What is Sibling Rivalry? Simply, it is conflict among brothers and sisters and can take all the forms that occur among adults, such as loud arguments, sports competition, physical fights, property destruction, etc. Some of these will obviously require parental intervention, while others may be safely left to the kids to work out for themselves. Lets look at some of the causes and some ideas what a parent can do, or not do.
One of the first key elements in helping brothers and sisters resolve conflicts is to use what is beneficial from adult life, times ten. Children, of all ages above about three or so, are keenly sensitive to issues of justice and fairness.
Just like many grownups, some children will engage in bad behavior based on wrong choices. Rarely do they have the awareness or experience of the moral dimension that adults are capable of, but neither are they (over a certain age) completely unaware of the distinction between right and wrong.
How the adult helps them clarify those issues will play a large part in how they develop.
Kids can engage in as many kinds of conflict as adults. Not having full responsibility for their choices, they need the guidance of adults if those conflicts are to be turned to advantage and not simply be a dead loss.
The importance of respect for the safety, property and individual choice of others can serve as a good basis for guiding adults in resolving their children's conflicts. Just as in the larger society around them, kids can learn from an early age that there are boundaries no one may reasonably cross.
By the same token, just as in adult interactions, there are some conflicts that it is simply best to ignore, allowing the two parties to resolve on their own. Even children need the space to express thoughts and emotions, and the freedom to take actions based on choices – provided those choices don't cross the line into physical harm or property destruction.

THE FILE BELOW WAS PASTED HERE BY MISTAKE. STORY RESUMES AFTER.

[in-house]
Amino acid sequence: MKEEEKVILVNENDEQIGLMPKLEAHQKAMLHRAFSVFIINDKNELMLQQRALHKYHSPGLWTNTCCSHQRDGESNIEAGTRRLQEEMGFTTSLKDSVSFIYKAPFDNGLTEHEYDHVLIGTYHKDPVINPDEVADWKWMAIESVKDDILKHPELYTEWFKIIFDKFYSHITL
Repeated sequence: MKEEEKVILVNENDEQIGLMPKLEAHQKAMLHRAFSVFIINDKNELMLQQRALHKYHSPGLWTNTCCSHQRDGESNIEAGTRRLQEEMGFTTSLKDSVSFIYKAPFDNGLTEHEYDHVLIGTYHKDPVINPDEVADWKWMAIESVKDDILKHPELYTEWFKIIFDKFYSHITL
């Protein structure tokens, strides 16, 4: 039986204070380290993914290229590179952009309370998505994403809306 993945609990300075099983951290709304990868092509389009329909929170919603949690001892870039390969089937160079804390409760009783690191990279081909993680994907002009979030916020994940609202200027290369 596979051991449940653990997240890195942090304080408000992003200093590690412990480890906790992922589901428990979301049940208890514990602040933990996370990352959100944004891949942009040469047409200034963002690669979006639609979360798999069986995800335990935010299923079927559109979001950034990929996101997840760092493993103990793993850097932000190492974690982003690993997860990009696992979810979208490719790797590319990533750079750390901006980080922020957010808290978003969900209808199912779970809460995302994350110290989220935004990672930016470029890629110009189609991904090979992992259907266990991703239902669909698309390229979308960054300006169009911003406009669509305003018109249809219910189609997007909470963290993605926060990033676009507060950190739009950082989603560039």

Naturally, no child younger than a teen can be expected to exhibit the impulse control, nor the intellectual understanding we expect of adults. But avoiding the false alternative of 'well, kids will be kids' is equally desirable, if the child is to grow into a mature, healthy adult.
As a case in point, a recent news program carried a story about 'fight clubs' – loosely organized (largely male) clubs whose members engaged in physical fights that went well beyond ordinary teen rough housing. The mother of one member who had recently been seriously injured excused her knowledge of the activities by declaring that 'boys will be boys'. Such casual responses quickly evolve to 'criminals will be criminals'.
Parents can avoid those results by exploring early on in their children's lives the roots of conflicts between and among brothers and sisters. Many of the same basic factors that play out in adult rivalry are present from an early age.
Failure to focus on reality over indulgence in whims, difficulty in impulse control or to accept payment for achieving longer term goals by foregoing immediate rewards and many other shortcomings of 'emotional intelligence' are often at the root of such conflicts.
It isn't necessary to be harsh or physical, when teaching children that honesty, respect for others and self-control are positive values. Guiding the child to understand that such things are actually in the child's long-term self-interest will make the child's nature your ally.
The best way to start demonstrating that is by allowing the child to see that the parents themselves resolve differences in just that way.